Dr Hannah Carver is a Lecturer in Substance Use at University of Stirling. She has a particular focus on problem substance use, inequalities and harm reduction among vulnerable populations.
Community-based nurses often care for people who are, or have been, homeless and facing a combination of truly difficult personal circumstances, financial insecurity and multiple health issues. Caring for and about them can be heart-warming, heart-breaking, and often a combination of both extremes. Still, it is always worthwhile and worth doing as well as possible.
Homelessness is a challenge for Scottish policy and practice, and a key priority for the Scottish Government. The Homelessness and Rough Sleeping Action Group (HARSAG) was set up to recommend actions and solutions needed to eradicate homelessness, including those relating to housing, poverty, social security and other mitigating factors. There is still much to be done to improve the lives of those experiencing homelessness, particularly those who experience problem drug and/or alcohol use, in terms of policy, practice and research.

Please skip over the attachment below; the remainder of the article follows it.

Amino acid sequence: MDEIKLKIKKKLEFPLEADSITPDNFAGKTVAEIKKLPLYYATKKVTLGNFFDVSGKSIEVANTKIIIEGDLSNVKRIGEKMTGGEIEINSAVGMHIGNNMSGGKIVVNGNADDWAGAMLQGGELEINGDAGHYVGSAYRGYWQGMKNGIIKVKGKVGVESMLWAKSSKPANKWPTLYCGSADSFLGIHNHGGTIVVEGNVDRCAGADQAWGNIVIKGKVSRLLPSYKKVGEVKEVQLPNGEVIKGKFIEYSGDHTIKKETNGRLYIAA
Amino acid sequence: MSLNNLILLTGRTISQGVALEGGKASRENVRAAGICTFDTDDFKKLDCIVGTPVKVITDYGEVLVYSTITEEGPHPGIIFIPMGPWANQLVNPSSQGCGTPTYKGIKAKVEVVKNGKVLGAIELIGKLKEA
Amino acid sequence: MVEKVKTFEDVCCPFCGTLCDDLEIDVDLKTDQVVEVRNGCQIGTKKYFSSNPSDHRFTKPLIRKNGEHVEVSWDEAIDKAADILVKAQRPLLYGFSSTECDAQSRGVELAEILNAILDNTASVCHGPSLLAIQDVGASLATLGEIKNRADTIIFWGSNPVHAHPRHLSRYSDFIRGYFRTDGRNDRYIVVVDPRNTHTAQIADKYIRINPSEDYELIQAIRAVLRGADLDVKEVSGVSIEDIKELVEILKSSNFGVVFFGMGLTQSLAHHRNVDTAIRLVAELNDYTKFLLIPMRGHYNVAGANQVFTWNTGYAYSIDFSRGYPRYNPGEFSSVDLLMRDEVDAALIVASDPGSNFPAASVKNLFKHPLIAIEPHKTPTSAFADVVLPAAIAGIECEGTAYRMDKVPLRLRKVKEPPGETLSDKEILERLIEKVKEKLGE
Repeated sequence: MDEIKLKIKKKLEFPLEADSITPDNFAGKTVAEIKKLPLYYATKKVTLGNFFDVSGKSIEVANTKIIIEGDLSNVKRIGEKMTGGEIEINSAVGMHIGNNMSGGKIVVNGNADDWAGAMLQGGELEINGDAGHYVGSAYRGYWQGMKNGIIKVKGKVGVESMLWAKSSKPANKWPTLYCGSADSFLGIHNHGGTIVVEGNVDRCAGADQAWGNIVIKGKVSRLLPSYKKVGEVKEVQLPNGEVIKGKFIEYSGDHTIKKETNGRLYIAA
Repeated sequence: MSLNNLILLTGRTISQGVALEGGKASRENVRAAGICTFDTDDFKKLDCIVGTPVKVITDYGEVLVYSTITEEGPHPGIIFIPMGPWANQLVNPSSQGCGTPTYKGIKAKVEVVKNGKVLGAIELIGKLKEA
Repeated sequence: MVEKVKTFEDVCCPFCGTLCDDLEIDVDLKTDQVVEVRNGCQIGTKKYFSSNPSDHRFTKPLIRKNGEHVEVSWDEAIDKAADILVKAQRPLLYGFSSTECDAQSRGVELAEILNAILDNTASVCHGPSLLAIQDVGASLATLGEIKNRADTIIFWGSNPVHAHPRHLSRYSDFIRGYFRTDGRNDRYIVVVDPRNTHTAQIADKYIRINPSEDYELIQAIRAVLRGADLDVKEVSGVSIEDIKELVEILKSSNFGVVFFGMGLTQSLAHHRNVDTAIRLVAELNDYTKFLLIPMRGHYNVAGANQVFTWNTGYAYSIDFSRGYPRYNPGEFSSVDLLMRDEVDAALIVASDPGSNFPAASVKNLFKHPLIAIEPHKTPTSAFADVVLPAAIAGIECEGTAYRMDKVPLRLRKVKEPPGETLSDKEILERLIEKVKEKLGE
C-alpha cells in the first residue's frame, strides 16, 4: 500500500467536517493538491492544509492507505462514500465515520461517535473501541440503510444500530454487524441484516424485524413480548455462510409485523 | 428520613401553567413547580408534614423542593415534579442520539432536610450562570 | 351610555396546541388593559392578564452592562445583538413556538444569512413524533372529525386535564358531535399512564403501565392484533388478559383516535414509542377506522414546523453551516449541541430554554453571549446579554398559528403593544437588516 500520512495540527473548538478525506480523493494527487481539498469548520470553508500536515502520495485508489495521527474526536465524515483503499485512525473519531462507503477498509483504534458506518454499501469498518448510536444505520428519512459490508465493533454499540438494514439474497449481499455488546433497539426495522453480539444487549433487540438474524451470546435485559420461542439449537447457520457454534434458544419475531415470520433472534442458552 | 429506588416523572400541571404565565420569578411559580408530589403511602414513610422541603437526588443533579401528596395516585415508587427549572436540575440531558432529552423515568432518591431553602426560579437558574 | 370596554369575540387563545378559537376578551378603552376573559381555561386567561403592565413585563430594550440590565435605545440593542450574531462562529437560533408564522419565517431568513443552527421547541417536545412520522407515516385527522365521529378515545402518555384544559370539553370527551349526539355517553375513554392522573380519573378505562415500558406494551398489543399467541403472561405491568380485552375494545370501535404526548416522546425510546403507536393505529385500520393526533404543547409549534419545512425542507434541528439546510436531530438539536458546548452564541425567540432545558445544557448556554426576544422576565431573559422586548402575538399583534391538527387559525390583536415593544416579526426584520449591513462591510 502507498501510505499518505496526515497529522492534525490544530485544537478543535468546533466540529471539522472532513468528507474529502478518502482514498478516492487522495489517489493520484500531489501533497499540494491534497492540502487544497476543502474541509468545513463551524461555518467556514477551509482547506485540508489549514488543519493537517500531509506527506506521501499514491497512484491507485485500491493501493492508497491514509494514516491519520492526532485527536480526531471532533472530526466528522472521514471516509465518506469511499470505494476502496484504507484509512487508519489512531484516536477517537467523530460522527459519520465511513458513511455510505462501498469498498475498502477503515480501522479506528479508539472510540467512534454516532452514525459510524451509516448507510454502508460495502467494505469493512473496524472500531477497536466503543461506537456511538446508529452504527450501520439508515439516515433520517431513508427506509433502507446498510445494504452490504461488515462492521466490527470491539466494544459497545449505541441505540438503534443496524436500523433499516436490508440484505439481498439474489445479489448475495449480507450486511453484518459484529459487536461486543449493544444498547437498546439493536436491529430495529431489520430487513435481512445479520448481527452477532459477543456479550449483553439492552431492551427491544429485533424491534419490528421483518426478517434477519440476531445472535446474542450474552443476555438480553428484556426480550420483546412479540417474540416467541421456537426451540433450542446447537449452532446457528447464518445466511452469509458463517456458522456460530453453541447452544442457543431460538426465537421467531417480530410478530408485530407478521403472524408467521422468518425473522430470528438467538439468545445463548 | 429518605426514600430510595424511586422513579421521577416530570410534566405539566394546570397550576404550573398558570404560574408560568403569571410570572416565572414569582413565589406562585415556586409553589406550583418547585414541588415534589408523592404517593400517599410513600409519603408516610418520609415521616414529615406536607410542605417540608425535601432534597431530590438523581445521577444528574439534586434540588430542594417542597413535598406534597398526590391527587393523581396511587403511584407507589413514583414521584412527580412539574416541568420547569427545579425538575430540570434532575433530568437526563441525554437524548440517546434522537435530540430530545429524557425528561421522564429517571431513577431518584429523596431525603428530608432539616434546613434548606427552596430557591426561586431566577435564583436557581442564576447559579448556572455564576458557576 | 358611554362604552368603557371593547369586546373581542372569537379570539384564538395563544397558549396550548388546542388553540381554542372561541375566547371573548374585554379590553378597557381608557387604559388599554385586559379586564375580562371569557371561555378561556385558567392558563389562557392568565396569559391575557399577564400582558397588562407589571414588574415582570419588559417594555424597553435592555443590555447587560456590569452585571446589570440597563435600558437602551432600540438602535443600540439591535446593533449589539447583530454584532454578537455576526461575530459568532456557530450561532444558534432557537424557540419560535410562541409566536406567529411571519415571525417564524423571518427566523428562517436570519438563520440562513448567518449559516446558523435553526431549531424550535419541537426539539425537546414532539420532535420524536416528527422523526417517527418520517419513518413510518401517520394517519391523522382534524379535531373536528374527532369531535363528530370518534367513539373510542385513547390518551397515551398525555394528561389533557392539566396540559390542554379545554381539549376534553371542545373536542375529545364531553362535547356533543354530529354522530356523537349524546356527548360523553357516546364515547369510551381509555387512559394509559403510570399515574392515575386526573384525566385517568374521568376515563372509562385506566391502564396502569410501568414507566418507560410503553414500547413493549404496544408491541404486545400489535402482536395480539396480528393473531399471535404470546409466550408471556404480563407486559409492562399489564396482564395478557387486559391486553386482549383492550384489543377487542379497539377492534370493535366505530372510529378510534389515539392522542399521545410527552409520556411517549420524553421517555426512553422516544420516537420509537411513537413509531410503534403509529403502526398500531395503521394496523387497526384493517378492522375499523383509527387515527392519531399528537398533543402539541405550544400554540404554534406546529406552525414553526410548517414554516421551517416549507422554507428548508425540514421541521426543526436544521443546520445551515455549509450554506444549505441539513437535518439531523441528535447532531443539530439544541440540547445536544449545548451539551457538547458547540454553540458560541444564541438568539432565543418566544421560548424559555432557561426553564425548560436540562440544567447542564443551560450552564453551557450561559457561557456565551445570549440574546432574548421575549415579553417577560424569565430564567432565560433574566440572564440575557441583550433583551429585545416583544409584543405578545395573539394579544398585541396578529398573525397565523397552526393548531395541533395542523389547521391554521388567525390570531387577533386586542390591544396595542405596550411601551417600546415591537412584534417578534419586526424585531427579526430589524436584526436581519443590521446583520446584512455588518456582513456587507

It is well established that those experiencing homelessness often have intersecting health problems including poor mental and physical health and problem substance use. A recent report from Dr Andrew Waugh and colleagues (https://www.gov.scot/publications/homelessness-scotland-update-30-september-2018/pages/1/) highlighted the health service use of people who have ever experienced homelessness. Around 30% of those who were homeless experienced a mental health problem, 19% problem substance use and 6% experienced all three, with much higher rates for those experiencing repeat homelessness (11%). Interestingly, there were increased interactions with health services around the time of someone first becoming homeless, with people experiencing increased acute admissions for drug, alcohol and mental health problems and to A&E; outpatient appointments; mental health prescriptions; and admissions to mental health specialties.